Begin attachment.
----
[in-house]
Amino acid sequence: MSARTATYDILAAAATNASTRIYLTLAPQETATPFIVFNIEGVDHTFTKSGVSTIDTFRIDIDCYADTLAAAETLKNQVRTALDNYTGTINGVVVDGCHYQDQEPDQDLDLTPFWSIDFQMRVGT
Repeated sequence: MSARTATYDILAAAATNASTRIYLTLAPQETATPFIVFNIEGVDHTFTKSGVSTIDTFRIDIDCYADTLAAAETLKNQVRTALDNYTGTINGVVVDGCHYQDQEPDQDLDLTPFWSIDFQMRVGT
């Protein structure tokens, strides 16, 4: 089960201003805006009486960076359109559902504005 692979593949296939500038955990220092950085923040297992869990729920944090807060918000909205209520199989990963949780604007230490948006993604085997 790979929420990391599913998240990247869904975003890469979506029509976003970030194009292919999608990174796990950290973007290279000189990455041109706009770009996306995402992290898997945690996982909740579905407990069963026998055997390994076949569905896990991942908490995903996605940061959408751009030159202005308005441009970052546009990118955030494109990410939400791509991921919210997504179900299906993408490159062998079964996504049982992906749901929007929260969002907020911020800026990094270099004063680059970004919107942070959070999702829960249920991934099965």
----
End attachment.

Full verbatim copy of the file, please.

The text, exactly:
[in-house]
Amino acid sequence: MSARTATYDILAAAATNASTRIYLTLAPQETATPFIVFNIEGVDHTFTKSGVSTIDTFRIDIDCYADTLAAAETLKNQVRTALDNYTGTINGVVVDGCHYQDQEPDQDLDLTPFWSIDFQMRVGT
Repeated sequence: MSARTATYDILAAAATNASTRIYLTLAPQETATPFIVFNIEGVDHTFTKSGVSTIDTFRIDIDCYADTLAAAETLKNQVRTALDNYTGTINGVVVDGCHYQDQEPDQDLDLTPFWSIDFQMRVGT
């Protein structure tokens, strides 16, 4: 089960201003805006009486960076359109559902504005 692979593949296939500038955990220092950085923040297992869990729920944090807060918000909205209520199989990963949780604007230490948006993604085997 790979929420990391599913998240990247869904975003890469979506029509976003970030194009292919999608990174796990950290973007290279000189990455041109706009770009996306995402992290898997945690996982909740579905407990069963026998055997390994076949569905896990991942908490995903996605940061959408751009030159202005308005441009970052546009990118955030494109990410939400791509991921919210997504179900299906993408490159062998079964996504049982992906749901929007929260969002907020911020800026990094270099004063680059970004919107942070959070999702829960249920991934099965």